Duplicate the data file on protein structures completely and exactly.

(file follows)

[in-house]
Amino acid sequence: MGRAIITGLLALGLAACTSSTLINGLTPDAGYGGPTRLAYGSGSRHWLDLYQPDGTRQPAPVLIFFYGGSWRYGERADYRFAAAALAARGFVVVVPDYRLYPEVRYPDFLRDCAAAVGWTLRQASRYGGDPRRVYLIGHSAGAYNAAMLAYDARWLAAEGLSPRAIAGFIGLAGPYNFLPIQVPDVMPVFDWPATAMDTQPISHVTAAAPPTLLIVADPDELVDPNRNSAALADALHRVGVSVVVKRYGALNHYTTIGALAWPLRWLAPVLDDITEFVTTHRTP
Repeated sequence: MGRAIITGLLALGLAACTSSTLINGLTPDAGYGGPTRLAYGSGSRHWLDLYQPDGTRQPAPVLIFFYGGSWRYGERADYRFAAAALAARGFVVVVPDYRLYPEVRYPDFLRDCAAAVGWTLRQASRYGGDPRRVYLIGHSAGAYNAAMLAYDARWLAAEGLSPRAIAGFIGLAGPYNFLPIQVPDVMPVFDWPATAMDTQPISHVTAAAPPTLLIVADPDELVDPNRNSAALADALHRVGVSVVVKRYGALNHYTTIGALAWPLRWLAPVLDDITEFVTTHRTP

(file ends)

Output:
[in-house]
Amino acid sequence: MGRAIITGLLALGLAACTSSTLINGLTPDAGYGGPTRLAYGSGSRHWLDLYQPDGTRQPAPVLIFFYGGSWRYGERADYRFAAAALAARGFVVVVPDYRLYPEVRYPDFLRDCAAAVGWTLRQASRYGGDPRRVYLIGHSAGAYNAAMLAYDARWLAAEGLSPRAIAGFIGLAGPYNFLPIQVPDVMPVFDWPATAMDTQPISHVTAAAPPTLLIVADPDELVDPNRNSAALADALHRVGVSVVVKRYGALNHYTTIGALAWPLRWLAPVLDDITEFVTTHRTP
Repeated sequence: MGRAIITGLLALGLAACTSSTLINGLTPDAGYGGPTRLAYGSGSRHWLDLYQPDGTRQPAPVLIFFYGGSWRYGERADYRFAAAALAARGFVVVVPDYRLYPEVRYPDFLRDCAAAVGWTLRQASRYGGDPRRVYLIGHSAGAYNAAMLAYDARWLAAEGLSPRAIAGFIGLAGPYNFLPIQVPDVMPVFDWPATAMDTQPISHVTAAAPPTLLIVADPDELVDPNRNSAALADALHRVGVSVVVKRYGALNHYTTIGALAWPLRWLAPVLDDITEFVTTHRTP